Safeguarding is effective.
You and your team of designated leaders ensure that safeguarding arrangements are fit for purpose and that records are regularly maintained. You have a ‘joined-up’ approach to safeguarding and stress that keeping children safe is the responsibility of all. You ensure that staff, including those who are new to the school, receive regular and relevant training and you keep them informed of recent legislation and updates. Staff are clear about the school’s systems and what to do if they have any concerns over children’s welfare. There are good links with external agencies and clear channels for recording and following up any child protection issues. Leaders establish good relationships with parents, which aids communication should concerns arise. Governors undertake the necessary training and use expertise within the governing body to help them to meet their safeguarding obligations.
Pupils say that they feel safe and all of the parents who completed Parent View agree. Pupils are helped to understand risk and what to do if they have any worries, because safety issues are addressed well by the curriculum. Pupils say that incidents of bullying are rare, but they understand the different forms that bullying can take. They know about the potential dangers of using technology, including social media. They say that name-calling is not an issue in their school because they are taught to respect each other. Leaders use outside visitors such as the local police force and the National Society for the Prevention of Cruelty to Children to run workshops. These provide pupils with useful guidance on how to keep themselves safe from issues such as exploitation, extremism and drug misuse.
Children matter in their own right, are to be listened to and taken seriously. This is in keeping with the Christian ethos of the school as well as society’s values and laws. Christians are called to recognise the unique status of children and there is a special need to respect them as individuals and protect their vulnerability.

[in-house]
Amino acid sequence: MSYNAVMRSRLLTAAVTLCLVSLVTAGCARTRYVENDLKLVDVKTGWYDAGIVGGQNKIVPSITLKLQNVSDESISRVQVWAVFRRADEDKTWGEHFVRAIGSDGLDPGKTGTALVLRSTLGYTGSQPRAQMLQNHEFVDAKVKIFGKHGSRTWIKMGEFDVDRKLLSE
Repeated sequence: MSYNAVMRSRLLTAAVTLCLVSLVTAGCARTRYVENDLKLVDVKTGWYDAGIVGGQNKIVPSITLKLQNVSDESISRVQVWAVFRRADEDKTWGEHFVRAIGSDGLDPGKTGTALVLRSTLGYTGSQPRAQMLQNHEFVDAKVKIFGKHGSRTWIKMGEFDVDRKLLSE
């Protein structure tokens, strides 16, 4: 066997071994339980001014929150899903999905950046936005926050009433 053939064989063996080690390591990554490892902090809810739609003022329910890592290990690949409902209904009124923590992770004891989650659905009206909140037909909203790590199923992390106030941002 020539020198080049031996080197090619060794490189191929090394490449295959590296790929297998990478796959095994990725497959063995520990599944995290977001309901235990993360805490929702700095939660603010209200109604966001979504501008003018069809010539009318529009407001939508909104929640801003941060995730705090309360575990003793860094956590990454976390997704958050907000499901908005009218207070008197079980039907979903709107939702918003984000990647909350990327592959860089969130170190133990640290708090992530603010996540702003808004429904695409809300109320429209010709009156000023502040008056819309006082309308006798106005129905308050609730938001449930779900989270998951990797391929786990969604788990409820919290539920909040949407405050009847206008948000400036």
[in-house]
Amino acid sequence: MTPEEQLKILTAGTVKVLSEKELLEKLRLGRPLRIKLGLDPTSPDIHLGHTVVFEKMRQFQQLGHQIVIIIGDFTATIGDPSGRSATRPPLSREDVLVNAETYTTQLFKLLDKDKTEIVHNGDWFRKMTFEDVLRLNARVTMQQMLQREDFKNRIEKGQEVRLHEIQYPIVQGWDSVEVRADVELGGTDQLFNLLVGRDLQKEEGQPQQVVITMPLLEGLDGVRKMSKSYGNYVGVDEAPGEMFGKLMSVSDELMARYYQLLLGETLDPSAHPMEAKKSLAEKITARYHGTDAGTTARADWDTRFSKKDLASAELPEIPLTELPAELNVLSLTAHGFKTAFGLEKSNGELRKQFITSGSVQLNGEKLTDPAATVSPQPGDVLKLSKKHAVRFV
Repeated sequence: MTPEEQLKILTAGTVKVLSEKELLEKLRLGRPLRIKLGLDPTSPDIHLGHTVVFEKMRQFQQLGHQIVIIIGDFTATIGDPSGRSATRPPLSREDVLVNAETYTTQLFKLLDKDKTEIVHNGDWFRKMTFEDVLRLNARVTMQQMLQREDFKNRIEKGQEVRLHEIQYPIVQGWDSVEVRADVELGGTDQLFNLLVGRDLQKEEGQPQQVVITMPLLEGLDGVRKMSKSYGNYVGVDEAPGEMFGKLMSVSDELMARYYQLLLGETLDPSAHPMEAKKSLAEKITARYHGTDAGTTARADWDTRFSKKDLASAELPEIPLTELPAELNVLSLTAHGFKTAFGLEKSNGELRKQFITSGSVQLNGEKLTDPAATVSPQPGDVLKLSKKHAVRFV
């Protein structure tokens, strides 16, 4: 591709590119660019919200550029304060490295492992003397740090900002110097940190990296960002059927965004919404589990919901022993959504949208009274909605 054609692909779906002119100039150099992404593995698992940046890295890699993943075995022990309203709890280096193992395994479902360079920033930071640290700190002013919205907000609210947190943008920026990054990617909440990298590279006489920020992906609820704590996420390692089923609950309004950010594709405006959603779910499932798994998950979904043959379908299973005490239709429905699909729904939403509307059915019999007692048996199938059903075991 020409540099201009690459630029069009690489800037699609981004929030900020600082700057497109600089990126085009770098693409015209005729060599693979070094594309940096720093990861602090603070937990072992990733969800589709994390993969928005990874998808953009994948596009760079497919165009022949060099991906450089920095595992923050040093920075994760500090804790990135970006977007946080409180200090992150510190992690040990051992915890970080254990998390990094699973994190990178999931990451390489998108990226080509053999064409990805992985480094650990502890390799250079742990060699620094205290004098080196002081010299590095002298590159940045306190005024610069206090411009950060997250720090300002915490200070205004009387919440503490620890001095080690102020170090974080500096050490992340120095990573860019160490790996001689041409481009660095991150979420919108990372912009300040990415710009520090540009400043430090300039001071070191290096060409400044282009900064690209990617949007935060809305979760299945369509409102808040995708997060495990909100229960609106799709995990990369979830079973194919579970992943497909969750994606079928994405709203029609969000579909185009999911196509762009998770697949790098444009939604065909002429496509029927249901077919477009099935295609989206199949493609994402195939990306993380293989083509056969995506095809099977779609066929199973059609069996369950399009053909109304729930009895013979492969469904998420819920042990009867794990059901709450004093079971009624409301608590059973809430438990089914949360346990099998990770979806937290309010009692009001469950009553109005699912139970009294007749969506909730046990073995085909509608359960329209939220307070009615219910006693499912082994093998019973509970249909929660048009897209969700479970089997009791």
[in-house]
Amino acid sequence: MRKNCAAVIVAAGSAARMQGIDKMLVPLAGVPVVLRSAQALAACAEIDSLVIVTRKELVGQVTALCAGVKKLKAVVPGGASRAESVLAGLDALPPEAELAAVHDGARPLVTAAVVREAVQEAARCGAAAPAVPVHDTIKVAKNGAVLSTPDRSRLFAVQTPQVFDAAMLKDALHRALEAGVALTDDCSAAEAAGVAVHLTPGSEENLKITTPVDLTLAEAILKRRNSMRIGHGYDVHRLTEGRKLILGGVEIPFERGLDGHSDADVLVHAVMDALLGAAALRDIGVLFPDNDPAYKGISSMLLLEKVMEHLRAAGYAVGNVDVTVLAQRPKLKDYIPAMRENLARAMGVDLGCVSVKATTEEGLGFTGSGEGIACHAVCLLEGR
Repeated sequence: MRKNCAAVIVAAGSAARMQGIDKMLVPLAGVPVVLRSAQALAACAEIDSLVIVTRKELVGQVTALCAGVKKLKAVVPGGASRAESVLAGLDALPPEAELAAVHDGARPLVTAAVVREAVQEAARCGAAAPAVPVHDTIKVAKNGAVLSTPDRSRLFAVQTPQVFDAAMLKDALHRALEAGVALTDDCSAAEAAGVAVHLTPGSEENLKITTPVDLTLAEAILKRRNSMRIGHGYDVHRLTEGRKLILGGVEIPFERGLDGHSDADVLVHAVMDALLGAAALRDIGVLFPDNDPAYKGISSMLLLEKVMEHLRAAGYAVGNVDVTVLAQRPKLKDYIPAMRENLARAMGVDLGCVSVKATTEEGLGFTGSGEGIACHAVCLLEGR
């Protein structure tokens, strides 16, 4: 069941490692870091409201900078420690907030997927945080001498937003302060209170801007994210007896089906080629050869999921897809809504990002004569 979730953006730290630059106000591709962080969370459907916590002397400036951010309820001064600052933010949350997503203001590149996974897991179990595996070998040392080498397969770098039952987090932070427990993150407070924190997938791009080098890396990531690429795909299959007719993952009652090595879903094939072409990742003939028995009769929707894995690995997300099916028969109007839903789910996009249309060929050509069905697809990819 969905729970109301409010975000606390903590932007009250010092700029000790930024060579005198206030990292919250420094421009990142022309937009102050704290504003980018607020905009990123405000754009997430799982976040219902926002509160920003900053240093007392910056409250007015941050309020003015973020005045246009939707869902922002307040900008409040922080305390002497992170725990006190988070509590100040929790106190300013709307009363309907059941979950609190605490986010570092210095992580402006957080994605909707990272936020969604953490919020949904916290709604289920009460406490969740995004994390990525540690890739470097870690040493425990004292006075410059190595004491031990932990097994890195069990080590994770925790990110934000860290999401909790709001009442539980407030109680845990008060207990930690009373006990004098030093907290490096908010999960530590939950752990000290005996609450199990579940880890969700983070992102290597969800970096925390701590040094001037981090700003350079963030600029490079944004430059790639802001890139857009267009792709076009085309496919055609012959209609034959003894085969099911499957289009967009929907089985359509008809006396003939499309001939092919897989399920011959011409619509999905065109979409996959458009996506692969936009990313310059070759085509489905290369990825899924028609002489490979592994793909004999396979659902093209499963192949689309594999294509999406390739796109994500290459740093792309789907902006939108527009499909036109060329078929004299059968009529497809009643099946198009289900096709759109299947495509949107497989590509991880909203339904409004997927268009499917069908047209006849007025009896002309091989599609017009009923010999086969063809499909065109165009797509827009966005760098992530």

Abuse can affect children of all ages, both sexes, different races and cultures and occurs in all social classes. All adults working within the school recognise they are well placed to identify abuse from their day to day contact with and their knowledge of the children in their care.
Protection against abuse can be offered in two ways:-
Immediate protection: creating a safe environment where adults listen to children’s concerns and monitor their well being
Long term protection : building self-esteem and assertiveness alongside social skills.
The school will ensure that:
all its staff are trained to carry out this vital role and are aware of their duties and responsibilities under the Children’s Act 1989, DFE Circulars, the ACPS Procedures, the Interagency Protocols 2001 and school policies, particularly referral procedures and the need to monitor children on the Child Protection Register;
through both the formal and the informal curriculum and the work of its staff a safe environment is created where children will feel free to express their concerns and such concerns are listened to carefully. It is hoped the children will develop knowledge, understanding skills and attitudes will provide longer term protection against abuse.